Around 375,000 bushels of corn were in the silo that collapsed on Sunday evening at Miami Valley Feed and Grain Co.

Each bushel weighs around 56 pounds. Each semi can hold about 1,000 bushels.

Cleanup, which has begun, will take some time.

According to NASDAQ, the current price of a bushel of corn is $3.50. That’s $1,312,500 worth of corn on the ground.

“This is a big disaster for the business,” said City Council member Ron Cobb. This business is a major part of the agricultural community in this area.”

A resident at the corner of 571 and Garfield St. said she had her blinds closed and saw a big flash through her blinds at about 11:20 Sunday evening.

DP&L crews were on the scene Monday morning trying to restore power to affected residents and businesses.

Emergency personnel report that they will have to take substantial detours to be able to serve the areas west of the grain spill.

A resident on Spinning Rd. told us that she heard the explosion and it shook her house.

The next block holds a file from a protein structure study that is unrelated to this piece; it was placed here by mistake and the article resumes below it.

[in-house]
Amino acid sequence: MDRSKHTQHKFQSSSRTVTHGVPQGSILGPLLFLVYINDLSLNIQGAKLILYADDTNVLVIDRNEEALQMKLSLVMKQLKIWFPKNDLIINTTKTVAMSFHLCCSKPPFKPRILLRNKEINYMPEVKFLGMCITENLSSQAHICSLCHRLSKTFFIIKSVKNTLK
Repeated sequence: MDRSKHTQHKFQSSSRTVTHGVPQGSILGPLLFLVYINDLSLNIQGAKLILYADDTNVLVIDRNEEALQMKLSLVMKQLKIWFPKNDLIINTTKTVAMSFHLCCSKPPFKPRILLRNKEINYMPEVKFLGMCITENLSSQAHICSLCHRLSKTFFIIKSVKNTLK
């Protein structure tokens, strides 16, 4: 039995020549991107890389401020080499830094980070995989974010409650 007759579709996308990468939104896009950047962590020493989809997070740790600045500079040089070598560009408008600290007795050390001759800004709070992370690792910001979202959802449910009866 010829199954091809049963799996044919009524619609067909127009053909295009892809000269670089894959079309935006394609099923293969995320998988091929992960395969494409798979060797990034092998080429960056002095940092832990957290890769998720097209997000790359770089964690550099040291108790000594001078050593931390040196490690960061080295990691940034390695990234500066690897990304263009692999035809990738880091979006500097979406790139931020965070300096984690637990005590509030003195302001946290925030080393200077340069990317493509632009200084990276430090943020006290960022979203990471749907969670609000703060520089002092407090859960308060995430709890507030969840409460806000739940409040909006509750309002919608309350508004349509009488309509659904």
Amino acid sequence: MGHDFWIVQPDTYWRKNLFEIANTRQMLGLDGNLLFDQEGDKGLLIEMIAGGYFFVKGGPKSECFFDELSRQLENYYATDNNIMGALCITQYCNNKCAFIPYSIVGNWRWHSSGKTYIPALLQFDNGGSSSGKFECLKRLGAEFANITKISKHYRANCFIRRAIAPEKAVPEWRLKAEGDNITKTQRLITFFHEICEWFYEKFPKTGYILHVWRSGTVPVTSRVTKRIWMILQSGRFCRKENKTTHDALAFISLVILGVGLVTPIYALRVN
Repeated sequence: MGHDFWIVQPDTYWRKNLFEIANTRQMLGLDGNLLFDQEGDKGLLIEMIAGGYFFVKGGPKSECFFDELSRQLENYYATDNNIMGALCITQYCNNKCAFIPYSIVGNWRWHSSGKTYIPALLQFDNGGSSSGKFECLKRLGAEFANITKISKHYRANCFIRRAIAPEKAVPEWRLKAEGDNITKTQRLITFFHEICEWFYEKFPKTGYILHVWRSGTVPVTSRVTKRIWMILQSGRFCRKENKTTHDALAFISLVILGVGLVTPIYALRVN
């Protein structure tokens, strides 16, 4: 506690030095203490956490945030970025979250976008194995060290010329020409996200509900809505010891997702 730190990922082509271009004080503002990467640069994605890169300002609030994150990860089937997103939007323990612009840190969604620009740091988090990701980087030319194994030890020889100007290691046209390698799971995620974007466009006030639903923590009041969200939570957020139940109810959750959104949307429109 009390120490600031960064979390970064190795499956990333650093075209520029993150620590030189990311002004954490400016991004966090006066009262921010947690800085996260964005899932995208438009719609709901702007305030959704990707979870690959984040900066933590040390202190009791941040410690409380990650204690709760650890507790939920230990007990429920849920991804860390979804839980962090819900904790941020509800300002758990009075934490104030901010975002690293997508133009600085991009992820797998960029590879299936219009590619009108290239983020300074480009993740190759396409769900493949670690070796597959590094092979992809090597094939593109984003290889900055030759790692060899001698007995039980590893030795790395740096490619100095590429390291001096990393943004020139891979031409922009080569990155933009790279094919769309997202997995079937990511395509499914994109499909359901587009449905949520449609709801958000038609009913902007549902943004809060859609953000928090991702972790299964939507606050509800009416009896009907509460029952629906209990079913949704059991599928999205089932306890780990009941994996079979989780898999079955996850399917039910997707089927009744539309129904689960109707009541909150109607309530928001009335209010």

Jim Sutherly, manager of the grain company, said that their immediate plan of action is to clear the road and move the corn onto the field at 571 and Garfield. Straw bales weighing about 600 lbs each are being brought in to serve as barriers to contain the corn.

Corn entered the front of the office and exited the rear.

The corn that spilled is now considered as contaminated from touching the ground.

All of the other silos at the grain elevator are full.

The concrete silos were built in the 1930’s. The silo that collapsed was built in the 1950’s or 1960’s.

AT&T reports that the utility poles on the south side of Rt. 571 are theirs, but they cannot do anything until the corn is removed.

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